The apple doesn’t fall far from the tree. As Henry Ford said, “Whether you think you can, or you think you can’t–you’re right.”

This choice, what you can or cannot do, comes up all the time for me with coaching clients. I have clients who have decided that they have no financial skills, or no cooking skills, or no time. Now financial and cooking skills are not talents you are born with — they are things you learn, either by exposure through your family routine as a child, or active study as an adult.

Not having enough time? Everyone has the same 24 hours. It’s how you use them. Is your commute too long? Are you watching too much TV? Vegging out with Facebook? Are you not getting enough sleep which renders you less effective all day long? There are always coaching

Personal choices are active. If I don’t want to make good coffee, I’ll never make good coffee. If you don’t want to cook, you’ll never pick up the skill. And if you decide to be excellent managing your finances, find a career where you’ll make a lot of money, or climb that fence, you’ll do whatever you believe you can do.

Career Coach: Set a S.M.A.R.T. Goal

Career Coaching SKillsA very significant component of my coaching practice is goal setting. In order to reach a goal, one has to set them.

Recently, I was working with a client who was concerned about her finances. She said that she wasn’t being paid enough, and I asked her how much she needed to make to feel comfortable. Her response, “That’s a good question. I should know that, shouldn’t I? I can’t believe I don’t know that!”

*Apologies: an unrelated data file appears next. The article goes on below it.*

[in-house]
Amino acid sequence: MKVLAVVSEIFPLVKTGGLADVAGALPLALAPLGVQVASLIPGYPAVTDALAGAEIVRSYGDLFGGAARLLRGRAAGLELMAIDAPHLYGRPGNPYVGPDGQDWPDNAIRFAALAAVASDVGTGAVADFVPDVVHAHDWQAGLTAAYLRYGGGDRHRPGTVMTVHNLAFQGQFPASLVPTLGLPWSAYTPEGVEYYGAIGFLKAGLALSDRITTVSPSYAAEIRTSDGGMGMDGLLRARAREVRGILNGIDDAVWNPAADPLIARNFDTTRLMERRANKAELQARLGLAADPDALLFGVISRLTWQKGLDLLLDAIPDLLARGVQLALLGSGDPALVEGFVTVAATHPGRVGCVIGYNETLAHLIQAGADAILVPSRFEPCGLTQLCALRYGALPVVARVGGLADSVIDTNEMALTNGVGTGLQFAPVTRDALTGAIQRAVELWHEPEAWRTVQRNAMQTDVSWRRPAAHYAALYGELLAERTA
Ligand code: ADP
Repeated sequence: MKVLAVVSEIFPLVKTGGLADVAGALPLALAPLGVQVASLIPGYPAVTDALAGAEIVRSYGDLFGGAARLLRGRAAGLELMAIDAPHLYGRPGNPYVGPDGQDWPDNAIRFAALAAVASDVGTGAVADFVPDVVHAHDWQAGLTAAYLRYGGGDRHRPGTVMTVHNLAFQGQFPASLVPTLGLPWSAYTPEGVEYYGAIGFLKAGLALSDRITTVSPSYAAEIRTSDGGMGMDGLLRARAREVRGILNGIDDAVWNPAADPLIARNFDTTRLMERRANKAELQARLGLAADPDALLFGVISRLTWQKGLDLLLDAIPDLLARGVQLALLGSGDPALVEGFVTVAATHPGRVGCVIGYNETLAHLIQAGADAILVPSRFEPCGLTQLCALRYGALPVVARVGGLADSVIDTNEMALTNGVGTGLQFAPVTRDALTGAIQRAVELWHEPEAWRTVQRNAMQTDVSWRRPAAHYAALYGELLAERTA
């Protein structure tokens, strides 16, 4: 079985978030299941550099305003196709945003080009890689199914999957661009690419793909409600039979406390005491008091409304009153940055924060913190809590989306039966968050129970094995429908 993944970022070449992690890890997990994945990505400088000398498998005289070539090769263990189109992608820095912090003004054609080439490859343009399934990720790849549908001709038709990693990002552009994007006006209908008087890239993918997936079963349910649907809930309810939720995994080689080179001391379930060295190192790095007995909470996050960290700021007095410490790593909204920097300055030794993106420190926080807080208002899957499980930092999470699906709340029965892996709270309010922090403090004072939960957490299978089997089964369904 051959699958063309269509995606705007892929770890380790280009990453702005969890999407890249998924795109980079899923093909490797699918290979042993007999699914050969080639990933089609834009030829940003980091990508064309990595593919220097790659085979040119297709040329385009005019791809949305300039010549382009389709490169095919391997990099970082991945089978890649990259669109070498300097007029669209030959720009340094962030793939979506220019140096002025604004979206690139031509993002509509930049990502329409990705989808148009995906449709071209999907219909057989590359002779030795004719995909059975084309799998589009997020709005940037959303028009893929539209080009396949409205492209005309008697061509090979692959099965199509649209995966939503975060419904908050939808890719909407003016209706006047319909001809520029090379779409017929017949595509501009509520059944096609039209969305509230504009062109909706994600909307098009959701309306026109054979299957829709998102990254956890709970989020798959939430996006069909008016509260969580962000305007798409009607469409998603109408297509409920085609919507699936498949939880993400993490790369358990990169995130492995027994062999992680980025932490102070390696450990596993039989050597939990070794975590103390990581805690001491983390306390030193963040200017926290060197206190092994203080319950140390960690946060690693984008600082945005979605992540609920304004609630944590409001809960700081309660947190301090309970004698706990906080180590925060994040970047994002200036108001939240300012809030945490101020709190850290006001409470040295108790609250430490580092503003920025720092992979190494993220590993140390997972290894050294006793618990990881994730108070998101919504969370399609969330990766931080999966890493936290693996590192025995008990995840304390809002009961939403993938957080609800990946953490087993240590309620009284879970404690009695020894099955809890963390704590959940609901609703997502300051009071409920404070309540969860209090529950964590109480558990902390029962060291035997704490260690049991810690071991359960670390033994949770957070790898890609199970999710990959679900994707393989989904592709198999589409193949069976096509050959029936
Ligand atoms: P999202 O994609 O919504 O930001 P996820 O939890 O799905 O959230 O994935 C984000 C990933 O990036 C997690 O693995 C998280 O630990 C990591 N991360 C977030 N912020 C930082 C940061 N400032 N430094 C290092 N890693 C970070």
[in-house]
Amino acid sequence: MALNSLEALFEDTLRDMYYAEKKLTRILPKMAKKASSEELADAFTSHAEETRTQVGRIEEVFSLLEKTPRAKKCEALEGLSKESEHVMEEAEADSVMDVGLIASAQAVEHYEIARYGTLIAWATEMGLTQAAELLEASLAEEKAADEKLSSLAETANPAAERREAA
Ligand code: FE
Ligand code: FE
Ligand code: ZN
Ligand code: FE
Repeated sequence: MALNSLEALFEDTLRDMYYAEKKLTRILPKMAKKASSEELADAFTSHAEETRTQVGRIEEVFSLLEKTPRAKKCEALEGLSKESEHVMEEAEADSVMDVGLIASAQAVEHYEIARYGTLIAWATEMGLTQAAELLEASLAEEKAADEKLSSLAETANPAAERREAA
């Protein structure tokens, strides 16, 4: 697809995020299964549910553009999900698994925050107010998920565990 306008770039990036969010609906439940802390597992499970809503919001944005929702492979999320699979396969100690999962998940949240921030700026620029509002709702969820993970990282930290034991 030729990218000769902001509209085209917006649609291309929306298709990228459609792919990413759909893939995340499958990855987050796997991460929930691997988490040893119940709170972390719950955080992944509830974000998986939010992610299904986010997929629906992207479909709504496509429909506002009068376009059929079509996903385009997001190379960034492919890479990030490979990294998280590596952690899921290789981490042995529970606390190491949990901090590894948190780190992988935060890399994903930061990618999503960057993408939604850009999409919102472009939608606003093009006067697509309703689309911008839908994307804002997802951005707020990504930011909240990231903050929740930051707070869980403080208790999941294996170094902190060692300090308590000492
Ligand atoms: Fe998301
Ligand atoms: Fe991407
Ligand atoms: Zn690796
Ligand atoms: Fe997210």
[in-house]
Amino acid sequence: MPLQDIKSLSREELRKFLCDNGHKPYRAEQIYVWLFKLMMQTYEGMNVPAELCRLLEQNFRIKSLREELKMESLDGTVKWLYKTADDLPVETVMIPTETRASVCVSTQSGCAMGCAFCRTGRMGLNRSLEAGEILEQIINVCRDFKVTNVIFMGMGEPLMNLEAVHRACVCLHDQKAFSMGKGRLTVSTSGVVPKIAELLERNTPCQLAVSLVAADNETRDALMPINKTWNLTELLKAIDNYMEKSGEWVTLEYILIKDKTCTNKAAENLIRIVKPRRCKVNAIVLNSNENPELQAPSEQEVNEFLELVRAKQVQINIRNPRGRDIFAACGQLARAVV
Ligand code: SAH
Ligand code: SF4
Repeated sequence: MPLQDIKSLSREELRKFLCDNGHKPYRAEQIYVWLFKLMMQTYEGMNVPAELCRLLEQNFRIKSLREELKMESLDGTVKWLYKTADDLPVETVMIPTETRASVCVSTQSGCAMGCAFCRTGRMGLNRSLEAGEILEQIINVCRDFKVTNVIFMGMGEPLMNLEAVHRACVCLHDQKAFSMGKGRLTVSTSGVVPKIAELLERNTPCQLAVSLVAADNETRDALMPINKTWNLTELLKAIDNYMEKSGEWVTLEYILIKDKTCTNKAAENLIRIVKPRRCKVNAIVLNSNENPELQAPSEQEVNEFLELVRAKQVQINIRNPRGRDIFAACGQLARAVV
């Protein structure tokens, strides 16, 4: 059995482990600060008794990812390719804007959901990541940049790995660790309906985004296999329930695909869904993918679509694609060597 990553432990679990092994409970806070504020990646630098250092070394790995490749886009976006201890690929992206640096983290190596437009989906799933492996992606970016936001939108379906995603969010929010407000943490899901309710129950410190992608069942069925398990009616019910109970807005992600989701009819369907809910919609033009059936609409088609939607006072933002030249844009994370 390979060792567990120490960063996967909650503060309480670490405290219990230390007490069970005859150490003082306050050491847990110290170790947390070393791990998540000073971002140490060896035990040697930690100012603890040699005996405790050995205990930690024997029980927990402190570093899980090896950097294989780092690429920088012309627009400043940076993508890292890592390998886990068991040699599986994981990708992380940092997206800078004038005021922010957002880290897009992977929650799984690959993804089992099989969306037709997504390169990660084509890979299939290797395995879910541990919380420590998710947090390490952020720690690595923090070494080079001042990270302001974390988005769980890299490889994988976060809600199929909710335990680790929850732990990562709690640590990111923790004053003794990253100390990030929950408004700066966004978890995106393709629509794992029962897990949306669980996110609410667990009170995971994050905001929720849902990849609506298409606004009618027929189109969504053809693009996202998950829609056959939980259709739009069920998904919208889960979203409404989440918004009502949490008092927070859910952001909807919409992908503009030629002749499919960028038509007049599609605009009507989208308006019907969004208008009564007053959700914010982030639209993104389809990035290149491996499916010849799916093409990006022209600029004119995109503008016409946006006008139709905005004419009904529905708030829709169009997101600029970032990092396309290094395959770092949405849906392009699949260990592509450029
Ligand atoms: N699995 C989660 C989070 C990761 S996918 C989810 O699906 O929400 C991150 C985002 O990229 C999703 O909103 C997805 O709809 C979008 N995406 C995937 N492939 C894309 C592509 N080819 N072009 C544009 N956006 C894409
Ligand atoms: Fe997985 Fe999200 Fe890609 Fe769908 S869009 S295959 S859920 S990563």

And then we figured it out. It’s easier to achieve a goal when you know what the goal is.

The key to goal setting is making a S.M.A.R.T. goal. If you’ve been to business school (or worked in a consulting firm), you likely know what this is. If not, let me introduce you to the rosetta stone of effective goal setting (most frequently attributed to Peter Drucker).

S.M.A.R.T is an acronym for

  • Specific
  • Measureable
  • Attainable
  • Relevant
  • Time-bound

Let’s walk through these.

A specific goal is quantifiable. Losing weight is a goal, losing ten pounds is specific. Writing a novel is a goal, writing an outline and the first 75 pages by December is specific.

A measureable goal means there is a metric that you can use to see if you have achieved the goal. See above. You’ll know you’ve achieved the goal when X happens.

Attainable means that this is something that you can realistically do. You can make this happen; it is within the realm of possible. You have the time and the capacity to make this happen. If I really wanted to shake Hilary Clinton’s hand, I’m pretty sure that with the right amount of time and effort I can make that happen.

Relevant. Is this goal connected to something bigger in the world, in your family? Does it matter in your world, and in the grand scheme of things? Do I really care if I shake Hilary’s hand? I don’t. So it’s probably not going to happen because I’ve got other things I’d rather do. Anyone can run a marathon if they put in the time and effort. But is it relevant for you right now?

Time-bound means that you give yourself a time limit. Nothing motivates like a deadline. I could lose 10 pounds in 3 months. I could not lose 10 pounds in one week (healthfully, at least). And sure, I could definitely lose 10 pounds in a year, but at some point it will stop being relevant.

If there’s something you want to do, see if you can set a S.M.A.R.T. goal to get it done. And if you’re curious about whether or not it’s a S.M.A.R.T. goal, email me. I’d love to see what you’ve come up with.